You are here
Public Hearing for Ocean Outfall and City Hall Complex
May 5th, 2015
At a special meeting held on April 27, 2015 the Commissioners set the date of Friday, May 15, 2015, 7:00 p.m. to hold a public hearing on two extremely important issues relative to the future of our special city.
The City’s current wastewater treatment plant was placed into operation in 1987. This plant replaced the City’s original plant constructed in the 1930’s. In 2002 the City began evaluating alternatives to meet state and federal mandates that required the City to remove its discharge from the Lewes-Rehoboth Canal.
In late 2009, after exhaustive studies, presentations and public meetings, the Commissioners selected ocean outfall as the option to meet this obligation. The plan calls for the construction of a pipeline from the Deauville Beach parking lot to a point more than one mile offshore where the highly treated effluent will be disbursed into the ocean waters. The outfall project includes construction of a new pump station at the treatment plant and a pipeline from the plant to the outfall. Also, nearly $15 million of treatment plant reliability and process improvements are a part of the plan.
Recently the Commissioners made a decision to pursue an additional project to dewater and dry bio-solids produced at the treatment plant. Currently bio-solids are transported as a liquid by tanker truck to a farm north of Milton where they are injected into a farm field. It is important to note that the addition of bio-solids drying increases total project costs from the $35 to $40 million range that you have heard during the past few years to $52.5 million now. Bio-solids drying will eliminate nearly 500 weather dependent trips to the farm resulting in operational cost savings and improved plant operations.
Nearly $35.5 million in funding commitments have been secured for this project through the State of Delaware at an interest rate of 2% for 20 and 25-year periods. It is anticipated that the additional funds will be secured in the same manner. In May 2009, anticipating this project, the Commissioners wisely instituted a user fee surcharge on wastewater billings. These funds have paid all costs related to this project to date and approximately $2.5 million has been accumulated to offset future project costs.
Planning for a new city hall complex has been in design and development since 2011. The City Hall Complex Master Plan Task Force composed of the Commissioners and four citizen volunteers, including two architects, has led the planning effort for this important project. The architectural and engineering firm of Davis, Bowen & Friedel, Inc. has worked with the task force to develop a plan that includes a new 44,000 square foot facility housing all administrative functions of the city and the police. This will replace the existing, dated building on the current site and provide the city with necessary additional space.
The current City Hall structure was built in 1964. The majority of the critical systems including plumbing, electrical and HVAC are at or nearing the end of their useful life expectancy. A very important consideration is the fact that neither city hall nor the police department meet even the basic accessibility standards for disabled persons. This alone causes a hardship for many who need to use the building including members of the public and staff. During evaluation of the existing building structural deficiencies were identified including areas of moisture penetration with visible mold, wood rot deterioration and masonry defects in brick walls and retaining walls.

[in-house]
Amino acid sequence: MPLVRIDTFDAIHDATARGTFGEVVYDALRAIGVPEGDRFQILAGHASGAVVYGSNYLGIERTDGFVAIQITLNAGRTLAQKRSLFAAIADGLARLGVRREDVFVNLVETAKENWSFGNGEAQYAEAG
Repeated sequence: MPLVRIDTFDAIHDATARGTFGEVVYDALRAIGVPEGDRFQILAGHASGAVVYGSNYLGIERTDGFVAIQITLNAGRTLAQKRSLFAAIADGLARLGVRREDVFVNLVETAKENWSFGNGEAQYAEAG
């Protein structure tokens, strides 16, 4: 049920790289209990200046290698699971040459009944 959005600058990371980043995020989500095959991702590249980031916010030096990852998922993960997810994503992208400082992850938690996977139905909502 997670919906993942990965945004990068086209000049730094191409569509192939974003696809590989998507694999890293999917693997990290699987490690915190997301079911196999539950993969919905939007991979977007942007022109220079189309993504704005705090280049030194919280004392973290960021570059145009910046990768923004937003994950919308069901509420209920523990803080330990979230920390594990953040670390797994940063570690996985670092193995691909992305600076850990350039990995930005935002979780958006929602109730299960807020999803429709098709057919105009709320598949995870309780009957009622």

The City is applying for an $18 million loan from the United States Department of Agriculture, through its Community Facilities Program, to fund this project. This loan would have a maximum interest rate of 3.5%. Should other viable options with even lower rates become available, these will be pursued aggressively for the best outcome. The completion of the city hall project, in early 2017, will come at a critical time. The city’s largest current debt obligation will end at that time freeing up more than two-thirds of the money needed for annual payments. The City has many revenue sources able to fund the additional amounts needed for annual payments. Mayor Cooper has pledged that this project will move forward without a property tax increase to citizens.
Please visit the individual project pages devoted to the proposed city hall complex and ocean outfall project regularly and often for information on both important projects. Additional timely information will be posted on the website as it becomes available. Two very informative video presentations, each six minutes or less in duration, are viewable there.
The adoption of resolutions on April 27 setting the date for a public hearing was the first step under the city charter for the Commissioners to borrow money for these two projects. After the hearing the Commissioners will likely schedule a Special Election to be held during the latter part of June. At the Special Election, every property owner and resident will be able to vote for or against authorizing the borrowing for these two projects, individually. I would encourage you to attend the public hearing on Friday, May 15, at 7:00 p.m. in the Commissioners Room at City Hall. Additional information will be sent to you closer to the date of the Special Election.